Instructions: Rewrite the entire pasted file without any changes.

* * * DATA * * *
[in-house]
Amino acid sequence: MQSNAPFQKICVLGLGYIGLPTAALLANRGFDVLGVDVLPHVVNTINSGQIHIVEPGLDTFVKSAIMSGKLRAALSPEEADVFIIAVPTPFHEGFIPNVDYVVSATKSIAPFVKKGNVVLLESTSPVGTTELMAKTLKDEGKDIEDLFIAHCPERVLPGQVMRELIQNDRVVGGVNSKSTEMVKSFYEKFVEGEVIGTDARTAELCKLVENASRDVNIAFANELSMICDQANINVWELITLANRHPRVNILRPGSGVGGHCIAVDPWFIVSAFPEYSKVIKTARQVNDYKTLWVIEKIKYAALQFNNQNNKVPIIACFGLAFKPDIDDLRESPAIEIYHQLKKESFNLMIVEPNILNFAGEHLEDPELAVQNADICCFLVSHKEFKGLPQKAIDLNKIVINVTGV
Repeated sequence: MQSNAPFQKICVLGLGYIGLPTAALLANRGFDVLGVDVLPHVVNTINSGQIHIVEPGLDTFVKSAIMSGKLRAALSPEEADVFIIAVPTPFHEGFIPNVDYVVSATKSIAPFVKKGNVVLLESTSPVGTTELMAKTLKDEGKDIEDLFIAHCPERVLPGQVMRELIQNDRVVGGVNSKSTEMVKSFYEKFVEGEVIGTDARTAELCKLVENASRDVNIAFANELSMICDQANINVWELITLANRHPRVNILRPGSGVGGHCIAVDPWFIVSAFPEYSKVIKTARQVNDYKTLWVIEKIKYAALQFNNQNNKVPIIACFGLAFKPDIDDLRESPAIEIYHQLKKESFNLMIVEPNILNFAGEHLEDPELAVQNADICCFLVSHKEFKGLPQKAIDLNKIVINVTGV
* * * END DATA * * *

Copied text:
[in-house]
Amino acid sequence: MQSNAPFQKICVLGLGYIGLPTAALLANRGFDVLGVDVLPHVVNTINSGQIHIVEPGLDTFVKSAIMSGKLRAALSPEEADVFIIAVPTPFHEGFIPNVDYVVSATKSIAPFVKKGNVVLLESTSPVGTTELMAKTLKDEGKDIEDLFIAHCPERVLPGQVMRELIQNDRVVGGVNSKSTEMVKSFYEKFVEGEVIGTDARTAELCKLVENASRDVNIAFANELSMICDQANINVWELITLANRHPRVNILRPGSGVGGHCIAVDPWFIVSAFPEYSKVIKTARQVNDYKTLWVIEKIKYAALQFNNQNNKVPIIACFGLAFKPDIDDLRESPAIEIYHQLKKESFNLMIVEPNILNFAGEHLEDPELAVQNADICCFLVSHKEFKGLPQKAIDLNKIVINVTGV
Repeated sequence: MQSNAPFQKICVLGLGYIGLPTAALLANRGFDVLGVDVLPHVVNTINSGQIHIVEPGLDTFVKSAIMSGKLRAALSPEEADVFIIAVPTPFHEGFIPNVDYVVSATKSIAPFVKKGNVVLLESTSPVGTTELMAKTLKDEGKDIEDLFIAHCPERVLPGQVMRELIQNDRVVGGVNSKSTEMVKSFYEKFVEGEVIGTDARTAELCKLVENASRDVNIAFANELSMICDQANINVWELITLANRHPRVNILRPGSGVGGHCIAVDPWFIVSAFPEYSKVIKTARQVNDYKTLWVIEKIKYAALQFNNQNNKVPIIACFGLAFKPDIDDLRESPAIEIYHQLKKESFNLMIVEPNILNFAGEHLEDPELAVQNADICCFLVSHKEFKGLPQKAIDLNKIVINVTGV